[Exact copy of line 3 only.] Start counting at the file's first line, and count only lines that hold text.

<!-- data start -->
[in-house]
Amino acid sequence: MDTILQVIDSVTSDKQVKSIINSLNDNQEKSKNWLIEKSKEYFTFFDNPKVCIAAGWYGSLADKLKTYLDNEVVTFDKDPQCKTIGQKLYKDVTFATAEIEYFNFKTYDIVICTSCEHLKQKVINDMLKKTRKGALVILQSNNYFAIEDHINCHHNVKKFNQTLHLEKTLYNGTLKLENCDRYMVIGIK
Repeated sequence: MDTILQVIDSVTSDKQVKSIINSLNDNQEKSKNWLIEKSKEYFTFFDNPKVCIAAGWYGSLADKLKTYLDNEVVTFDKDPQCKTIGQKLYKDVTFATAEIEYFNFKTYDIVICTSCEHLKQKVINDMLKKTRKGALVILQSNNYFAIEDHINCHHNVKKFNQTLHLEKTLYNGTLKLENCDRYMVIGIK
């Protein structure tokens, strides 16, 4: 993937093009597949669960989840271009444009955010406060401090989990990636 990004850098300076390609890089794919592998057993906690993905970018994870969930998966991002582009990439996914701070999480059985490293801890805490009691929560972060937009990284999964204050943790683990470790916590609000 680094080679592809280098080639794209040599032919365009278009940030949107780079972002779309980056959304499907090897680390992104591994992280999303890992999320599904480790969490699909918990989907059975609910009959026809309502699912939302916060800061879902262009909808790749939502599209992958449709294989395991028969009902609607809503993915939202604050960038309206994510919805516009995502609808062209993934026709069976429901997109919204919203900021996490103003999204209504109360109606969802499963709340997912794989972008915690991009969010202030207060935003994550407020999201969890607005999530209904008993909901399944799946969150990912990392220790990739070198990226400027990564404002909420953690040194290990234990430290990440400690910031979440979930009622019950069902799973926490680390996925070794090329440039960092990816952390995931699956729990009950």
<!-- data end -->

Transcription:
Repeated sequence: MDTILQVIDSVTSDKQVKSIINSLNDNQEKSKNWLIEKSKEYFTFFDNPKVCIAAGWYGSLADKLKTYLDNEVVTFDKDPQCKTIGQKLYKDVTFATAEIEYFNFKTYDIVICTSCEHLKQKVINDMLKKTRKGALVILQSNNYFAIEDHINCHHNVKKFNQTLHLEKTLYNGTLKLENCDRYMVIGIK